Monday 14 October 2019

From Kevin Moran to Tadhg Kennelly - Ten Irish stars who excelled in more than one sport

Kevin Moran (left), Shane Supple (centre) and Tadhg Kennelly (right).
Kevin Moran (left), Shane Supple (centre) and Tadhg Kennelly (right).

Tony Considine

As Olympic sprint legend Usain Bolt edges closer to signing a professional football contract, we've taken a look at 10 Irish sportspeople who excelled in more than one sport.

Tony Ward

Best known for his battle against Ollie Campbell for the out-half spot, Ward won 19 caps and scored 113 points for Ireland between 1978 and 1987. He was European Player of the Year for 1978/79, the same year he orchestrated Munster’s famous victory against the All-Blacks. He later played for Leinster and was capped by the British and Irish Lions.  

Ward also had two stints playing in the League of Ireland, first with Shamrock Rovers from 1973 to 1975 before winning an FAI Cup with Limerick in the 1981/82 season.

Shane Supple

Supple was touted as Ireland’s long term successor to Shay Given when he made the breakthrough at Ipswich Town as an 18 years old in 2005. Yet, four years later he was back in Dublin after requesting his contract be cancelled as he had "fallen out of love with the game". On his return home, he linked up with his old GAA club, St. Brigid's, where his performances on the way to a Dublin Senior Football title in 2010 were enough to earn him a call up to the inter-county panel.

Unfortunately, Supple found himself behind the greatest GAA goalkeeper ever in Stephen Cluxton and despite making the squad for the Dublin’s All-Ireland wins in 2011 and 2013, he never made a Championship appearance. Supple has since returned to soccer where has been Bohs’ number 1 for the last three seasons, with his form enough to earn a call up to the Ireland squad earlier this year.     

Kevin Moran

Moran made his name as a teak-tough centre half back with Heffo’s Army, winning All-Ireland Football medals in 1976 and 1977. However, it’s a little known fact that he was in the Bohemians League of Ireland-winning squad in 1975, although as an 18 year old, he only managed one appearance.

His prowess in that code led to him signing for Manchester United in February 1978, which kicked off a career that would bring him two FA Cup winners medals and 71 Ireland caps. Incredibly, while a Man United player, Moran returned to the Dublin team for their 1978 All-Ireland run to the final and even made a last appearance two years later against Meath.

Conor McGregor

Undoubtedly the most high profile Irish sports star operating today, "The Notorious" made his name in mixed martial arts, where he became the first fighter to hold UFC belts at two weight levels simultaneously. McGregor then managed to talk himself into a professional boxing bout against Floyd Mayweather where his tenth round defeat was more than compensated for by the reported $100m he made from tickets and pay-per-view buys.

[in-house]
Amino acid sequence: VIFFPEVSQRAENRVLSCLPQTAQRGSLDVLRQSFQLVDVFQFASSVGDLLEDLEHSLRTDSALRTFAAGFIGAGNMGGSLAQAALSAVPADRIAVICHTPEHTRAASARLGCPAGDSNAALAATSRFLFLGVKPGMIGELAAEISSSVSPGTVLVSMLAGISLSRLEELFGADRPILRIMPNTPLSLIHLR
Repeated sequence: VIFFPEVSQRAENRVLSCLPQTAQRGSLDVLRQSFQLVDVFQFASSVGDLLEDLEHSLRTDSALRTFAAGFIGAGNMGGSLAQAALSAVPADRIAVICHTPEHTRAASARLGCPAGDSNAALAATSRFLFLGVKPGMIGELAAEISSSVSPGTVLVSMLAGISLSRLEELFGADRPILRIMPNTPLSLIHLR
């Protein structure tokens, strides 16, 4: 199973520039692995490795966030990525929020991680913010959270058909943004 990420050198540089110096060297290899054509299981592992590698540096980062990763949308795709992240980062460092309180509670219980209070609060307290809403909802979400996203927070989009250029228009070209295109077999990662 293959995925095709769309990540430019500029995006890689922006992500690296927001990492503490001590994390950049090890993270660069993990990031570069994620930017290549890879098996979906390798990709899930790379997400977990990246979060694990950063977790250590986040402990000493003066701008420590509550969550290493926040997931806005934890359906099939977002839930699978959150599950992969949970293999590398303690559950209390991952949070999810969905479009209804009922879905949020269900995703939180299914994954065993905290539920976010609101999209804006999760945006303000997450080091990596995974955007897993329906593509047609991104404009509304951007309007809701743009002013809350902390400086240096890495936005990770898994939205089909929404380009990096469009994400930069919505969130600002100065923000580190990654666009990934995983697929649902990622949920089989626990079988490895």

Katie Taylor

One of Ireland’s most popular sportspeople, Taylor dominated amateur boxing for a decade with the peak her London Olympic gold in 2012. Since turning pro, the Bray native has added a world title to her glittering roll of honour with her latest defence against Cindy Serrano ending in victory. Taylor is also an accomplished footballer and was capped by Ireland at senior level on eleven occasions between 2006 and 2009, scoring twice.

Jim Stynes

When Jim Stynes won the All Ireland Minor Championship with Dublin in 1984, he was tipped to become a leading light in Dublin GAA. Instead, it was in Aussie Rules where he became a legend with Melbourne Football Club, breaking the AFL record by playing 244 consecutive games. Stynes won a Brownlow Medal, the highest individual honor in the sport in 1991 and was honoured with a state funeral in Melbourne after his untimely death in 2012.  His younger brother Brian also played for Melbourne before returning to Dublin and winning a senior All-Ireland in 1995.

Tadhg Kennelly

The most successful of the Irish players to move to Australian Rules in terms of trophies, Kennelly actually spent a few months as a soccer player with Blackburn Rovers before moving to Sydney to play Australian Rules. After becoming the first Irishman to win an AFL Premiership in 2005, Kennelly returned to Ireland four years later in a successful attempt to emulate his father and win an All-Ireland with Kerry. He remains the only player to have won the top honour in both codes.

Eric Miller

Miller won a Dublin U21 championship medal with Ballyboden St Enda's before switching codes to rugby the following year, joining Leicester Tigers in the English Premiership. He went on to play for Ulster and Leinster while winning 48 Ireland caps and was selected for the Lions tour of South Africa in 1997. After retiring from rugby in January 2006, Miller returned to play gaelic football for Ballyboden St. Enda's and made it as far as representing the Dubs in a challenge match against Louth later that year.

Mick Galwey

'Gaillimh' as he was known to his Ireland team-mates, played senior inter-county football for Kerry from 1986 to 1989, the highlight being an All-Ireland title in his first season. After turning his focus to rugby, he went on to make 130 appearances for Munster and win 41 caps for Ireland. The big lock also won four All-Ireland Leagues with Shannon in the late 90’s making him the only player ever to win an All-Ireland title in both gaelic football and rugby.

Dick Spring

Footage of the ex-Labour leader and Tánaiste playing rugby for Ireland in the 1979 Five Nations was often shown during his political career. What’s lesser known is that Spring also played senior football for his native Kerry in the 1975 National League, following in the footsteps of his father, Dan, who won two All-Ireland titles with the Kingdom in 1939 and 1940.     

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